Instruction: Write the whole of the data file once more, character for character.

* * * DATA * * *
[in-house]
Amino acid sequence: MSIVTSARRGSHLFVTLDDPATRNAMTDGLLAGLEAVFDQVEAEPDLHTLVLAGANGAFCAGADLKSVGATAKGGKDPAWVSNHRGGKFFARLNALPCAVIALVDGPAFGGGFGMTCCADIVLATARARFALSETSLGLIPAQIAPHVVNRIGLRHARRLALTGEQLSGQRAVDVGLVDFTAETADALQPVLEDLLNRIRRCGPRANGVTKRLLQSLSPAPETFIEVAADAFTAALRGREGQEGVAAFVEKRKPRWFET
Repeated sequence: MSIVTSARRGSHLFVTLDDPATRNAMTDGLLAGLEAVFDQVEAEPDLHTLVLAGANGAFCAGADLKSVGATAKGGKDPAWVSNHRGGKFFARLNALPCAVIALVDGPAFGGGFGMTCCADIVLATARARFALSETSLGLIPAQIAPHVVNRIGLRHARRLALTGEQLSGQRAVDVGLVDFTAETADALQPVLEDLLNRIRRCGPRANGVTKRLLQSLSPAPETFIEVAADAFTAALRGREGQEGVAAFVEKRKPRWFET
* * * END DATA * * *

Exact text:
[in-house]
Amino acid sequence: MSIVTSARRGSHLFVTLDDPATRNAMTDGLLAGLEAVFDQVEAEPDLHTLVLAGANGAFCAGADLKSVGATAKGGKDPAWVSNHRGGKFFARLNALPCAVIALVDGPAFGGGFGMTCCADIVLATARARFALSETSLGLIPAQIAPHVVNRIGLRHARRLALTGEQLSGQRAVDVGLVDFTAETADALQPVLEDLLNRIRRCGPRANGVTKRLLQSLSPAPETFIEVAADAFTAALRGREGQEGVAAFVEKRKPRWFET
Repeated sequence: MSIVTSARRGSHLFVTLDDPATRNAMTDGLLAGLEAVFDQVEAEPDLHTLVLAGANGAFCAGADLKSVGATAKGGKDPAWVSNHRGGKFFARLNALPCAVIALVDGPAFGGGFGMTCCADIVLATARARFALSETSLGLIPAQIAPHVVNRIGLRHARRLALTGEQLSGQRAVDVGLVDFTAETADALQPVLEDLLNRIRRCGPRANGVTKRLLQSLSPAPETFIEVAADAFTAALRGREGQEGVAAFVEKRKPRWFET